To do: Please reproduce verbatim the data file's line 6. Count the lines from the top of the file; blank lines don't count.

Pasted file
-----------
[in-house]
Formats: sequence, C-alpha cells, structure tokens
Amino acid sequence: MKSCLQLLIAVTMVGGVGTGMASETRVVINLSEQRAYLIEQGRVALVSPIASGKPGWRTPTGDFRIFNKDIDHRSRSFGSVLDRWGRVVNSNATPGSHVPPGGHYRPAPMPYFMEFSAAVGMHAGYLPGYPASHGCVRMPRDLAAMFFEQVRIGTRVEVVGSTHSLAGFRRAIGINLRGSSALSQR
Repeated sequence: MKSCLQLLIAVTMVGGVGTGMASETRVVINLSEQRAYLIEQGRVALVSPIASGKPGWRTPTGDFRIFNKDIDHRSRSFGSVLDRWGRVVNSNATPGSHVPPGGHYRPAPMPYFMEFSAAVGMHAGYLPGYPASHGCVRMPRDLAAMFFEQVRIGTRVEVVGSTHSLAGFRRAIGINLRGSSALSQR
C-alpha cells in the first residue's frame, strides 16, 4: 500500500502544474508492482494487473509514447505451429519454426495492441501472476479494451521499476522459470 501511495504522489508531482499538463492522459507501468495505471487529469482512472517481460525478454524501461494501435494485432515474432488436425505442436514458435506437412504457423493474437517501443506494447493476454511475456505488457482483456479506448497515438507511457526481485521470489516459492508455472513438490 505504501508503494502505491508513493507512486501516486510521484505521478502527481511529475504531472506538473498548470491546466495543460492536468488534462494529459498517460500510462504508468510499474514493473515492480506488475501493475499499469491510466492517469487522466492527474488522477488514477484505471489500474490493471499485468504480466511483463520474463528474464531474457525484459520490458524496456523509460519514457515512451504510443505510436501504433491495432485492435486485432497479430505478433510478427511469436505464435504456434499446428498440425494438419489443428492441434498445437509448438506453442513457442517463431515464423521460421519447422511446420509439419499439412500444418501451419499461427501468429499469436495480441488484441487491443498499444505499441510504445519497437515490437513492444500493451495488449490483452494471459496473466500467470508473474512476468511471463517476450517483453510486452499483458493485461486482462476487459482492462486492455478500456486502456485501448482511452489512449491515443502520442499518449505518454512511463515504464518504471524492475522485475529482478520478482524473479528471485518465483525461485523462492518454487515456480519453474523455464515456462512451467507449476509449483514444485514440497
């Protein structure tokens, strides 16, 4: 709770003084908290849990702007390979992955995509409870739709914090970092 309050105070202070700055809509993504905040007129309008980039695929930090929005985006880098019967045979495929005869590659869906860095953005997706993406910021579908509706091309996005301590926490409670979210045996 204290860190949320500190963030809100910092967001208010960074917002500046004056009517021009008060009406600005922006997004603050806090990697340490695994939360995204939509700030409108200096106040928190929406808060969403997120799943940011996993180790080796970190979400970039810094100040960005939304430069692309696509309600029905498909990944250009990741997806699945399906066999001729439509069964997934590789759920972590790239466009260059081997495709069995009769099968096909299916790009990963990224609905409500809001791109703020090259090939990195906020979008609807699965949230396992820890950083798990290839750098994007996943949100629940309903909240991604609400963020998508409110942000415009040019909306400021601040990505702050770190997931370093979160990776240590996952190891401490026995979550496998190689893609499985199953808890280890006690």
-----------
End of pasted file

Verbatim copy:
């Protein structure tokens, strides 16, 4: 709770003084908290849990702007390979992955995509409870739709914090970092 309050105070202070700055809509993504905040007129309008980039695929930090929005985006880098019967045979495929005869590659869906860095953005997706993406910021579908509706091309996005301590926490409670979210045996 204290860190949320500190963030809100910092967001208010960074917002500046004056009517021009008060009406600005922006997004603050806090990697340490695994939360995204939509700030409108200096106040928190929406808060969403997120799943940011996993180790080796970190979400970039810094100040960005939304430069692309696509309600029905498909990944250009990741997806699945399906066999001729439509069964997934590789759920972590790239466009260059081997495709069995009769099968096909299916790009990963990224609905409500809001791109703020090259090939990195906020979008609807699965949230396992820890950083798990290839750098994007996943949100629940309903909240991604609400963020998508409110942000415009040019909306400021601040990505702050770190997931370093979160990776240590996952190891401490026995979550496998190689893609499985199953808890280890006690």